3.Give them ownership. Delegate tasks to emerging leaders and encourage ownership. Dushyant Josh, founder of Azure Knowledge, preaches this. He believes that growing leaders need to see how lives and livelihoods actually depend on the decisions being made in order to recognize the human element in leadership. He says, “We offer tremendous freedom for employees to make decisions, and we then back them up right or wrong. At the same time, we allow them to make corrections if their decision proves to be wrong. After all, how will you taste success if you have not tasted failure?”
It’s often difficult for leaders to delegate tasks. We think that because we’ve always done something, and we know how to do it best, that it’s somehow best and easiest if we continue doing that task. Instead, we need to consider Which of these tasks are things that only I can do? Who on my team could take on certain tasks that would give them an opportunity to grow?
And as we delegate items to emerging leaders, we need to set them up for success. Help them understand the “why” behind the task, “how” best to do it, and “what” our expectations are. It’s okay if they complete the task differently than we would, as long as it achieves the same result.
4.Encourage their leadership potential. Leadership is developed. It doesn’t happen by accident. Take intentional steps to encourage an emerging leaders’ potential, and consider where you can step out of certain things so that they can step in. Our Lead to the Max!® coaching program is tailor-made for emerging leaders and can be a powerful start to your team member’s growth.
Don’t forget that promotion requires support. Take every opportunity not to tell an emerging leader what to do, but instead ask them questions and let them figure out how to move forward. If they don’t have the tools or know how to move forward, then provide training opportunities. Make a plan for continuous empowerment and professional development throughout the year for your emerging leader.
5.Be a leader worth following. Setting a strong example is at the core of encouraging leadership in others. One way to improve your leadership abilities is through one-on-one coaching. A personal conversation can reveal areas for growth and help you identify your leadership tendencies. A coach can also help you think outside what you do every day and learn more about lifelong topics like innovation, talent, or collaboration.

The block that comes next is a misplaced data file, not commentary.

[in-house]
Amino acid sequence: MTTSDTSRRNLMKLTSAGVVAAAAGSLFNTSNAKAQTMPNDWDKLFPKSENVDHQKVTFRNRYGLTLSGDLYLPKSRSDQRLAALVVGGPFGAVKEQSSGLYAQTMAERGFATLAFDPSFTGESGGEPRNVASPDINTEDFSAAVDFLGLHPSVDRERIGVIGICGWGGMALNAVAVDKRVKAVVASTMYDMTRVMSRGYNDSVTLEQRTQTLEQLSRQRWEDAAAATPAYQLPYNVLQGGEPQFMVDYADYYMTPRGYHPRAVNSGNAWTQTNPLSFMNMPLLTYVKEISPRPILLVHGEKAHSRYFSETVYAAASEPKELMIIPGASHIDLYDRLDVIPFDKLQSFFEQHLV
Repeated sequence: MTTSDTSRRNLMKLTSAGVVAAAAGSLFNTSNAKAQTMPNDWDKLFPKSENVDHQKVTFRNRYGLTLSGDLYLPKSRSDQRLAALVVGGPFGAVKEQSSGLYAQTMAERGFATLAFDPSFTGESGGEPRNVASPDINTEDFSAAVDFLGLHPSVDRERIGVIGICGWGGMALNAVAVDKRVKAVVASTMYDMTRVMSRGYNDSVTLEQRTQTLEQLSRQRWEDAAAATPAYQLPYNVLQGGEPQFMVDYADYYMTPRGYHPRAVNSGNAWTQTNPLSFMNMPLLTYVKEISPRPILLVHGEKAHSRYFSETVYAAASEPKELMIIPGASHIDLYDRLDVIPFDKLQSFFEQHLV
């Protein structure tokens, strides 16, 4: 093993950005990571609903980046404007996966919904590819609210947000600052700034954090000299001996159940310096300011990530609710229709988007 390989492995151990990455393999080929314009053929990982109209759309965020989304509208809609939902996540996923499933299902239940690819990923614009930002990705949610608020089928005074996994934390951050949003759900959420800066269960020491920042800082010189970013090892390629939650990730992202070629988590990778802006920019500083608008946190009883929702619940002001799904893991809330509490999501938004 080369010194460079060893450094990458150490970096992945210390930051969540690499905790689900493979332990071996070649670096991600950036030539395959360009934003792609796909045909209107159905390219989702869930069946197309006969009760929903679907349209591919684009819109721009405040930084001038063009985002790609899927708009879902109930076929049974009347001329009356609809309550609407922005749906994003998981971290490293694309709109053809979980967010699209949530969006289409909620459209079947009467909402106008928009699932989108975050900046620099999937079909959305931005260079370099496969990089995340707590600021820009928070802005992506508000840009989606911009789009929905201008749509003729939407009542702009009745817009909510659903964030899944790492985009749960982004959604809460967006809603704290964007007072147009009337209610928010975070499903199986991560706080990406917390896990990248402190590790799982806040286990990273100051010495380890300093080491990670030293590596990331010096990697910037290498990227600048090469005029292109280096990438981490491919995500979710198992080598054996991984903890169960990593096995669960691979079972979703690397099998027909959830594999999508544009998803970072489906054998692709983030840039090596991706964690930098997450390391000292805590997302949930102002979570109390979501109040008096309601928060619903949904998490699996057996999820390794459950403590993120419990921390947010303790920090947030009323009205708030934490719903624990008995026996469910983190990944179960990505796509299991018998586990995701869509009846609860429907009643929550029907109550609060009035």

As you consider your leadership legacy, take some time to consider your own EQ, or emotional intelligence. Ask yourself: How do I want to show up this year? How am I currently showing up for myself, my peers, and my organization? On a broader scale, look at your leadership shadow—what are you casting onto others. What do I want other people to say and feel while working with me?
Finally, good leaders understand the difference between leading and managing. Both are critically important and belong in different scenarios. Our The Exceptional Leader™ program dives into this topic in more detail.
Are you actively equipping your future leaders? Here’s one potential first step:
The Exceptional Leader™—Excel program is designed for today’s business leaders with integrated responsibilities of company leadership. Built on the principles of the Work of Leaders® Assessment, candidates will enhance their credibility to motivate, inspire, and align others.
Over the course of 4 months and 4 sessions, candidates will broaden their understanding of leadership principles, deepen their confidence to take on greater responsibility and return to their organizations with a personal roadmap focused on the leader they want to be for others. You can learn more here.